ITER is an international fusion experiment presently under construction in Cadarache, France, which aims to achieve 500 MW of fusion power form the deuterium-tritium fusion reaction. The environment within the reactor will be among the most hostile in any device built by man, with plasma-facing wall materials being exposed to steady heat fluxes exceeding 10 MW/m2, neutron irradiation, and both hydrogen and helium plasma.
One particular concern is the potential for material modification during exposure to the plasma. Helium is insoluble in tungsten, so helium from the plasma will precipitate out in the form of nano-scale bubbles. At higher temperatures the surface of the sample can be altered dramatically through the formation of surface pits, or fine fuzz-like nano-structures growing from the sample surface. Over time these processes of material modification may have a detrimental impact on the material’s thermal conductivity, mechanical strength, resistance to thermal shocks, and erosion rates. It is therefore essential that we are able to accurately characterise these structures, and from there develop a detailed understanding of how these structures will evolve within the fusion environment.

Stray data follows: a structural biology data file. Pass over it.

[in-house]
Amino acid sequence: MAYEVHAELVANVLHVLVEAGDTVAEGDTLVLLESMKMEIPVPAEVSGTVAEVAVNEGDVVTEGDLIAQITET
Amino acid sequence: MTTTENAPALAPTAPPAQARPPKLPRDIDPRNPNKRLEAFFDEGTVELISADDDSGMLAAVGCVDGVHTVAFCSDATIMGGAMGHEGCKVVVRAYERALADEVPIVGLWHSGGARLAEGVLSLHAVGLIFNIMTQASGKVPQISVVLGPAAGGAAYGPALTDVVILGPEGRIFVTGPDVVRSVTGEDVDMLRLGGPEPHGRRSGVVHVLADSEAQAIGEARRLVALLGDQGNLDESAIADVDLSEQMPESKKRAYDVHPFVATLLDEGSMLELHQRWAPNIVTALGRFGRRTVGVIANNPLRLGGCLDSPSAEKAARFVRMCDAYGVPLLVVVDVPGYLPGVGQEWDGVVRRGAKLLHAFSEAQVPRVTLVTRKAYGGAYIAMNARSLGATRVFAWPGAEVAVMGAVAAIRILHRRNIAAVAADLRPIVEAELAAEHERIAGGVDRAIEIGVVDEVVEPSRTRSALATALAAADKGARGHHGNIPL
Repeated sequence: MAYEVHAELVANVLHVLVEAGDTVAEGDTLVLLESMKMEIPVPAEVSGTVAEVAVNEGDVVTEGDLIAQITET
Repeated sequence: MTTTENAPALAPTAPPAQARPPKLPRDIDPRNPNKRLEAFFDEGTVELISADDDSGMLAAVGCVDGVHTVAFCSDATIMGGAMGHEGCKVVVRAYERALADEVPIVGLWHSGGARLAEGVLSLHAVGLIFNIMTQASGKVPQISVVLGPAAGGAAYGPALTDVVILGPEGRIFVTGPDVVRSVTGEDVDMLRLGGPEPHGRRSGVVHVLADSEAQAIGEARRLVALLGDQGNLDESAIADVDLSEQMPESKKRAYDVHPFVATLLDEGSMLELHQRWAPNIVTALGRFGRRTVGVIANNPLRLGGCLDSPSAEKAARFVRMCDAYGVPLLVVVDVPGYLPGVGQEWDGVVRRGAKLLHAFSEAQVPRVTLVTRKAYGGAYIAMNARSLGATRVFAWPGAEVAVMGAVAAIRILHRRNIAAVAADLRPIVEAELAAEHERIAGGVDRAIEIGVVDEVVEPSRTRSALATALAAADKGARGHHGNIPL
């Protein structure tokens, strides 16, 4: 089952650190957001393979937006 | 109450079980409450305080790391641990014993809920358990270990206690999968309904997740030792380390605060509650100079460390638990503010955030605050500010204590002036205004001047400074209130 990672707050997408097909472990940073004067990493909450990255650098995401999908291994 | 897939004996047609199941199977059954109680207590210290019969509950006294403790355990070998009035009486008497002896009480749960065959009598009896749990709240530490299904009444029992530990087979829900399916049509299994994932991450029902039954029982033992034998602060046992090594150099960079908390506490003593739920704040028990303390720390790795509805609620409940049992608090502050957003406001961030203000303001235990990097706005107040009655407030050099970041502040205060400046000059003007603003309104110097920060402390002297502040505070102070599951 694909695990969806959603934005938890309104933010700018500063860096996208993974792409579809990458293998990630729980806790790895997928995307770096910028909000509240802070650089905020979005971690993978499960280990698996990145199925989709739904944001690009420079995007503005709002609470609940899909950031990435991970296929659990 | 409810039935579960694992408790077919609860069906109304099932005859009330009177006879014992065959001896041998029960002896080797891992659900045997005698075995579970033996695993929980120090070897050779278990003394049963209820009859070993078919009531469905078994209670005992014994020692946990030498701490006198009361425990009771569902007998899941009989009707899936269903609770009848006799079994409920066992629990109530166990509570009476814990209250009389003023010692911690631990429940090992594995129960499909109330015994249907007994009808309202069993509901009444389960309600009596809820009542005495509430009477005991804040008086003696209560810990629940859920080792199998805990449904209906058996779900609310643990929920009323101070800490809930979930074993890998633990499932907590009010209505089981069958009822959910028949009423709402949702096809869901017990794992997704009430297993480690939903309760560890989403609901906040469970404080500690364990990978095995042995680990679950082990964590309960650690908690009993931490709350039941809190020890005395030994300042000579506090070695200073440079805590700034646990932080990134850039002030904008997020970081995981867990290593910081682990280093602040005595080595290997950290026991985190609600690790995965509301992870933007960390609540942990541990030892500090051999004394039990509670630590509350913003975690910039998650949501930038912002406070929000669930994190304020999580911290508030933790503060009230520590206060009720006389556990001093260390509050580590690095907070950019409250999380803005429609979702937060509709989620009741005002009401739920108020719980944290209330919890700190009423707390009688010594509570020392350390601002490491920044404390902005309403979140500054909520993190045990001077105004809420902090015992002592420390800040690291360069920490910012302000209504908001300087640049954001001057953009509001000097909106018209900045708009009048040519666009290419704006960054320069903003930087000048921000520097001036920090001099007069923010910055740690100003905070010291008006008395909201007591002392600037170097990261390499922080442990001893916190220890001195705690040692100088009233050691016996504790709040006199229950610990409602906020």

To measure these nano-structures we are using a technique called “Grazing Incidence Small Angle X-ray Scattering” (GISAXS). Here, the sample is exposed to an x-ray beam to produce a scattering pattern which provides information about the nano-scale structure of the material. Students will have the opportunity to work at the forefront of the international fusion materials community with cutting edge techniques and potential exposure to international researchers working in the field as well as utilisation of landmark Australian research infrastructure such as the the Australian Synchrotron.
Potential projects include: